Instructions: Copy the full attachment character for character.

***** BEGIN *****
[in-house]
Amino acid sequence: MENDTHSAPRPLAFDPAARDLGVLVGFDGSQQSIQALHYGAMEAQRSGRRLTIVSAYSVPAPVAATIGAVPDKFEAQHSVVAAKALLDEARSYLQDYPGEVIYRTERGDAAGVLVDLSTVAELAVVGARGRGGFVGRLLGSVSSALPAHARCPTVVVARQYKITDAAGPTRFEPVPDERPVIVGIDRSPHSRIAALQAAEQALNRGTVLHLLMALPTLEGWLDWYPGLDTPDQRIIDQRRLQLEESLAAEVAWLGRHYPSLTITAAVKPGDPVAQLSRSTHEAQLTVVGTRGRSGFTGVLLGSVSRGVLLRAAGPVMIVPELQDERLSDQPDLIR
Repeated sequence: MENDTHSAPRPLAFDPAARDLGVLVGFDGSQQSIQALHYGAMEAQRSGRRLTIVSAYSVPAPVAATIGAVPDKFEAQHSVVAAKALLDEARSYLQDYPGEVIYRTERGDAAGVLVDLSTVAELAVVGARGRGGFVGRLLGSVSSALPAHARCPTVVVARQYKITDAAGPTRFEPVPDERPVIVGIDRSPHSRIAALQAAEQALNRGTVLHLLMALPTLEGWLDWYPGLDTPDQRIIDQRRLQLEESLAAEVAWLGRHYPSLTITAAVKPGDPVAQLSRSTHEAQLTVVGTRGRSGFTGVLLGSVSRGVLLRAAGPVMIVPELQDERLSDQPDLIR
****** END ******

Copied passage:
[in-house]
Amino acid sequence: MENDTHSAPRPLAFDPAARDLGVLVGFDGSQQSIQALHYGAMEAQRSGRRLTIVSAYSVPAPVAATIGAVPDKFEAQHSVVAAKALLDEARSYLQDYPGEVIYRTERGDAAGVLVDLSTVAELAVVGARGRGGFVGRLLGSVSSALPAHARCPTVVVARQYKITDAAGPTRFEPVPDERPVIVGIDRSPHSRIAALQAAEQALNRGTVLHLLMALPTLEGWLDWYPGLDTPDQRIIDQRRLQLEESLAAEVAWLGRHYPSLTITAAVKPGDPVAQLSRSTHEAQLTVVGTRGRSGFTGVLLGSVSRGVLLRAAGPVMIVPELQDERLSDQPDLIR
Repeated sequence: MENDTHSAPRPLAFDPAARDLGVLVGFDGSQQSIQALHYGAMEAQRSGRRLTIVSAYSVPAPVAATIGAVPDKFEAQHSVVAAKALLDEARSYLQDYPGEVIYRTERGDAAGVLVDLSTVAELAVVGARGRGGFVGRLLGSVSSALPAHARCPTVVVARQYKITDAAGPTRFEPVPDERPVIVGIDRSPHSRIAALQAAEQALNRGTVLHLLMALPTLEGWLDWYPGLDTPDQRIIDQRRLQLEESLAAEVAWLGRHYPSLTITAAVKPGDPVAQLSRSTHEAQLTVVGTRGRSGFTGVLLGSVSRGVLLRAAGPVMIVPELQDERLSDQPDLIR